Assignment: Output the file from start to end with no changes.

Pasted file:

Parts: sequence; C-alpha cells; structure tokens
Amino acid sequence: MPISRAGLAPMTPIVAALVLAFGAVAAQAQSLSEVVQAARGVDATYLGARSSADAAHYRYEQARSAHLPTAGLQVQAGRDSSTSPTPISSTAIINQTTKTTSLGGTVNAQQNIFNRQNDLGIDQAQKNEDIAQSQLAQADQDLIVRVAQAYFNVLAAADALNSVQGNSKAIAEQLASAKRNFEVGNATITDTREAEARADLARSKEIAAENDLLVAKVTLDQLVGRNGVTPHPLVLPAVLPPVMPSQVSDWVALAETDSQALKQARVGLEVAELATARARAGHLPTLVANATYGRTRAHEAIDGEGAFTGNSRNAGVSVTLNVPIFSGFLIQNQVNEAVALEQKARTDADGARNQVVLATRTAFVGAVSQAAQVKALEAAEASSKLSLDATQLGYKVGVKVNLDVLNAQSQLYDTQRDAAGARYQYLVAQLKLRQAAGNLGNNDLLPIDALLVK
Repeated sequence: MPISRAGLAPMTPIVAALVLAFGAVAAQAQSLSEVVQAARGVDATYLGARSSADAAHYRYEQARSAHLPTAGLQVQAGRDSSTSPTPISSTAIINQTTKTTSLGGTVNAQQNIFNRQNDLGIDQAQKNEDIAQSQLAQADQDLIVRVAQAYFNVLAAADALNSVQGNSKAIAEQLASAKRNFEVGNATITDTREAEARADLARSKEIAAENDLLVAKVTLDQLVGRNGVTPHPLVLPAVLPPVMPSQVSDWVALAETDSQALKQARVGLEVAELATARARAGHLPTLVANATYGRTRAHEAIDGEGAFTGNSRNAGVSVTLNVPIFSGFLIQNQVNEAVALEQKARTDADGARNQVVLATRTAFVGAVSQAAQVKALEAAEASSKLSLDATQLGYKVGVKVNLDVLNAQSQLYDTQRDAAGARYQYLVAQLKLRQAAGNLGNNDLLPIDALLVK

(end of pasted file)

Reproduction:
Parts: sequence; C-alpha cells; structure tokens
Amino acid sequence: MPISRAGLAPMTPIVAALVLAFGAVAAQAQSLSEVVQAARGVDATYLGARSSADAAHYRYEQARSAHLPTAGLQVQAGRDSSTSPTPISSTAIINQTTKTTSLGGTVNAQQNIFNRQNDLGIDQAQKNEDIAQSQLAQADQDLIVRVAQAYFNVLAAADALNSVQGNSKAIAEQLASAKRNFEVGNATITDTREAEARADLARSKEIAAENDLLVAKVTLDQLVGRNGVTPHPLVLPAVLPPVMPSQVSDWVALAETDSQALKQARVGLEVAELATARARAGHLPTLVANATYGRTRAHEAIDGEGAFTGNSRNAGVSVTLNVPIFSGFLIQNQVNEAVALEQKARTDADGARNQVVLATRTAFVGAVSQAAQVKALEAAEASSKLSLDATQLGYKVGVKVNLDVLNAQSQLYDTQRDAAGARYQYLVAQLKLRQAAGNLGNNDLLPIDALLVK
Repeated sequence: MPISRAGLAPMTPIVAALVLAFGAVAAQAQSLSEVVQAARGVDATYLGARSSADAAHYRYEQARSAHLPTAGLQVQAGRDSSTSPTPISSTAIINQTTKTTSLGGTVNAQQNIFNRQNDLGIDQAQKNEDIAQSQLAQADQDLIVRVAQAYFNVLAAADALNSVQGNSKAIAEQLASAKRNFEVGNATITDTREAEARADLARSKEIAAENDLLVAKVTLDQLVGRNGVTPHPLVLPAVLPPVMPSQVSDWVALAETDSQALKQARVGLEVAELATARARAGHLPTLVANATYGRTRAHEAIDGEGAFTGNSRNAGVSVTLNVPIFSGFLIQNQVNEAVALEQKARTDADGARNQVVLATRTAFVGAVSQAAQVKALEAAEASSKLSLDATQLGYKVGVKVNLDVLNAQSQLYDTQRDAAGARYQYLVAQLKLRQAAGNLGNNDLLPIDALLVK